FIFA suspended executive committee members Mohamed bin Hammam and Jack Warner but cleared President Sepp Blatter of corruption on a dramatic day for football's world governing body.
FIFA's ethics committee interviewed bin Hammam, Warner and Blatter on Sunday just hours after bin Hammam had pulled out of a bid to unseat Blatter in an election this week.
Also suspended were Debbie Minguell and Jason Sylvester, both members of the Caribbean Football Union (CFU). They are alleged to have colluded with Qatari bin Hammam and Warner, of Trinidad and Tobago.
And after the ethics committee chaired by Namibian Petrus Damaseb revealed its findings, FIFA secretary general Jerome Valcke said the presidential vote would go ahead as planned on Wednesday, with Blatter standing unopposed.
"Both bin Hammam and Warner were provisionally banned from future activity in football while a full investigation is carried out," Damaseb announced.
Both men would eventually be afforded "the opportunity to defend themselves", he added.
"The FIFA Ethics Committee has reached its decisions," said Blatter in a statement. "I do not wish to comment in detail. But simply to say that I regret what has happened in the last few days and weeks.
"FIFA's image has suffered a great deal as a result," added the 75-year-old Swiss.
Warner hit back, alleging in a lengthy press release that Blatter had made a gift of $1 million to CONCACAF (the Central American confederation) "to spend as it deems fit."
The inference was that there had been an attempt to buy CONCACAF votes for the Swiss.
Asian Football Confederation president bin Hammam, 62, who was hugely influential in Qatar's surprise victory in the battle to host the 2022 World Cup, joined Warner in condemning the suspension.
"I have been referred to the Ethics Committee based on evidence which was strong enough in the views of the FIFA General Secretary for such procedure," he said in a statement.
"However, the Ethics Committee in its meeting today did not find this evidence sufficient to convict me.
"Consequently, I should have been given the benefit of doubt but instead, I have been banned from all football activities."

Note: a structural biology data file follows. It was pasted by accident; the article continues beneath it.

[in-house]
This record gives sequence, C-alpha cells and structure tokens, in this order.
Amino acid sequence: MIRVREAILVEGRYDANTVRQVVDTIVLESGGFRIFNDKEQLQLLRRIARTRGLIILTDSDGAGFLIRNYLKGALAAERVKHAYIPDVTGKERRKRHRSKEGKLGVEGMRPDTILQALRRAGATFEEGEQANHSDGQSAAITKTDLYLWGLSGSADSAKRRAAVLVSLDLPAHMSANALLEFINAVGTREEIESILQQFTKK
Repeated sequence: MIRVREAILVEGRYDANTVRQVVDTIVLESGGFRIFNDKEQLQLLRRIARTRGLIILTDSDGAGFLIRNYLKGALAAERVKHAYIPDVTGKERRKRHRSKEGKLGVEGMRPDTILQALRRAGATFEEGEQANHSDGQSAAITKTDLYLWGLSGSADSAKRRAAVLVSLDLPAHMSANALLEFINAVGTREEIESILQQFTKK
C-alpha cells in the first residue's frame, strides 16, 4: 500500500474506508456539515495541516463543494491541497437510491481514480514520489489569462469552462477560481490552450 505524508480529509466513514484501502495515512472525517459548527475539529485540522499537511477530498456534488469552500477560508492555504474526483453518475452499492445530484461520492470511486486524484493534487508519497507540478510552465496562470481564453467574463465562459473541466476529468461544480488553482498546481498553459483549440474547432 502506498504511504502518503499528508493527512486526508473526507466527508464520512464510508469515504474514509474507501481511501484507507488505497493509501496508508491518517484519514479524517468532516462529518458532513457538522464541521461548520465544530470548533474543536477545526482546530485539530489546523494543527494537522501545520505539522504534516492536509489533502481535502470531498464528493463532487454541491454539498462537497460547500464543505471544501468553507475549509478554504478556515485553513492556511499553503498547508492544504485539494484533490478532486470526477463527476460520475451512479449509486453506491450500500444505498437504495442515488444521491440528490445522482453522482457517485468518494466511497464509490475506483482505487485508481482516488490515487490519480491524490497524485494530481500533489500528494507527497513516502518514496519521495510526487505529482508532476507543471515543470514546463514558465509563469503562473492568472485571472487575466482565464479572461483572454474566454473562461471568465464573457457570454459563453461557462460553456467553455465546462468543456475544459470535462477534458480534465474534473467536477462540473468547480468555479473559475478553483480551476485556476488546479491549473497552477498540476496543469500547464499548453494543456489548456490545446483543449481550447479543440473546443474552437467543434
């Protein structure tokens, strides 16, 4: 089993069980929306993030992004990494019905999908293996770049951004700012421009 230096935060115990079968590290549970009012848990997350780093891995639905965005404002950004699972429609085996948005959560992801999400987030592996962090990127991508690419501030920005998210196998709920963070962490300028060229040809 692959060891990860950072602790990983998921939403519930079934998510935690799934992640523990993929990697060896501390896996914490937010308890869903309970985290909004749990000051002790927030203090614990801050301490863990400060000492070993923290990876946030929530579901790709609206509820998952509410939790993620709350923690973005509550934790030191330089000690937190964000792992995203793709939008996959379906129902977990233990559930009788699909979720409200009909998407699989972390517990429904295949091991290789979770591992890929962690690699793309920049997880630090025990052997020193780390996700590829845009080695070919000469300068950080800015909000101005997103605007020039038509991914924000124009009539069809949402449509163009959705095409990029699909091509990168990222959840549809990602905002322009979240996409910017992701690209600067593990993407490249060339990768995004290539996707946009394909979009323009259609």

Hours earlier he had announced he was pulling out of the presidential race for the sake of FIFA's reputation.
He questioned the independence of the ethics committee, suggesting that Valcke had had the real say. "This is not how I understand fair play," he added.
Warner said his suspension "has come both as a shock and surprise to me", complaining that he had been given less than 24 hours to submit a statement for consideration by the committee.
The complaints against him and bin Hammam were "politically motivated", he said.
Bin Hammam, Warner and the two CFU officials, Minguell and Sylvester, were summoned to answer corruption allegations. The CFU pair failed to appear despite FIFA offering to fly them in.
Bin Hammam and Warner were targeted after Chuck Blazer, general secretary of CONCACAF, reported possible misdeeds during a May 10 and 11 meeting in Trinidad.
Bin Hammam and Warner were accused of offering $40,000 (28,000 euros) in cash gifts to national associations at the Trinidad conference in return for pro-bin Hammam votes in the presidential election.
It was Bin Hammam who called for Blatter to be questioned by the ethics commitee, saying the FIFA boss "was informed of, but did not oppose" payments made to Caribbean officials.
But the ethics committee accepted Blatter's version of events, said Damaseb.
Blatter had said he had not been informed of what had occurred at the meeting, but that Warner had asked his advice ahead of it. Blatter replied that he should not hold such a meeting with the CFU.
Damaseb judged that Blatter had not been obliged to report his encounter with Warner because no offence had at that time been committed.
Despite the controversy, Valcke said there was no question of postponing the presidential election, which will see Blatter win his fourth and final term since he came to power in 1998.
FIFA had embarked on a path of political change - as per Blatter's last manifesto, Valcke said.
This meant that "FIFA has never been stronger or as transparent as now," he added.